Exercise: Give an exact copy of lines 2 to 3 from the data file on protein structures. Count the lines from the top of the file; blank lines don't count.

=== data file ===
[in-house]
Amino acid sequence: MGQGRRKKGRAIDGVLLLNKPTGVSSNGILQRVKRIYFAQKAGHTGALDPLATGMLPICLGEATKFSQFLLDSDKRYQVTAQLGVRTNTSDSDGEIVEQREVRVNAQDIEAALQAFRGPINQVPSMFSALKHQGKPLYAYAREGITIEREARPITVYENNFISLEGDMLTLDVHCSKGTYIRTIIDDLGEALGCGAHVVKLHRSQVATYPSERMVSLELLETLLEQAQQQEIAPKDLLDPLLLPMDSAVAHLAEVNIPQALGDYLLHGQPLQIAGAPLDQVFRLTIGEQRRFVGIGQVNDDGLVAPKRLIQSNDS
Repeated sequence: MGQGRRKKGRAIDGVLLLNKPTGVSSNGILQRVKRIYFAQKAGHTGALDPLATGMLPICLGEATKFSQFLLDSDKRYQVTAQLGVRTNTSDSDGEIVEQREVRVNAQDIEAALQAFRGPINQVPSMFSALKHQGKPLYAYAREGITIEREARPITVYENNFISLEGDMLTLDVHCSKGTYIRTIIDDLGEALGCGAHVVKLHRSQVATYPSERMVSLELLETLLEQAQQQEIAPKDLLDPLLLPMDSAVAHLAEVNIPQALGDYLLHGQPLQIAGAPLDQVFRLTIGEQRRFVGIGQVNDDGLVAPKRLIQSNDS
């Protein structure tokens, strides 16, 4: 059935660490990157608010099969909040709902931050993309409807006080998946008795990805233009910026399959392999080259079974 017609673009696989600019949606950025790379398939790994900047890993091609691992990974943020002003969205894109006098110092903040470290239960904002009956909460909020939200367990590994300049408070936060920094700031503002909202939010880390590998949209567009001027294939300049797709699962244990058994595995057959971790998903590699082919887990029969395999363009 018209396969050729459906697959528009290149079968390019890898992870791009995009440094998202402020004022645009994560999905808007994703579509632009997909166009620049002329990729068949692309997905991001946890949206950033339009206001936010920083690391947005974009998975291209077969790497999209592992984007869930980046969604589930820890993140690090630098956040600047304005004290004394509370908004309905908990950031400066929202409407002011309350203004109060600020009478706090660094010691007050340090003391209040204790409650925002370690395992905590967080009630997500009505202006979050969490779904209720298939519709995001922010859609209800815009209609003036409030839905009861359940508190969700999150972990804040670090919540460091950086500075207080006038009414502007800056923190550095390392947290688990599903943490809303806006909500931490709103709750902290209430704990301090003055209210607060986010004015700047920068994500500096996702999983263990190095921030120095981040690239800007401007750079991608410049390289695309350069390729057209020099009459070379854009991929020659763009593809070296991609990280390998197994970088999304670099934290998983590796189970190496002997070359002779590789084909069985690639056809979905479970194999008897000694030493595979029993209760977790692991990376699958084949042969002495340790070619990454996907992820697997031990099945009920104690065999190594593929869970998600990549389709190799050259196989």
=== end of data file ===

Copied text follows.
Amino acid sequence: MGQGRRKKGRAIDGVLLLNKPTGVSSNGILQRVKRIYFAQKAGHTGALDPLATGMLPICLGEATKFSQFLLDSDKRYQVTAQLGVRTNTSDSDGEIVEQREVRVNAQDIEAALQAFRGPINQVPSMFSALKHQGKPLYAYAREGITIEREARPITVYENNFISLEGDMLTLDVHCSKGTYIRTIIDDLGEALGCGAHVVKLHRSQVATYPSERMVSLELLETLLEQAQQQEIAPKDLLDPLLLPMDSAVAHLAEVNIPQALGDYLLHGQPLQIAGAPLDQVFRLTIGEQRRFVGIGQVNDDGLVAPKRLIQSNDS
Repeated sequence: MGQGRRKKGRAIDGVLLLNKPTGVSSNGILQRVKRIYFAQKAGHTGALDPLATGMLPICLGEATKFSQFLLDSDKRYQVTAQLGVRTNTSDSDGEIVEQREVRVNAQDIEAALQAFRGPINQVPSMFSALKHQGKPLYAYAREGITIEREARPITVYENNFISLEGDMLTLDVHCSKGTYIRTIIDDLGEALGCGAHVVKLHRSQVATYPSERMVSLELLETLLEQAQQQEIAPKDLLDPLLLPMDSAVAHLAEVNIPQALGDYLLHGQPLQIAGAPLDQVFRLTIGEQRRFVGIGQVNDDGLVAPKRLIQSNDS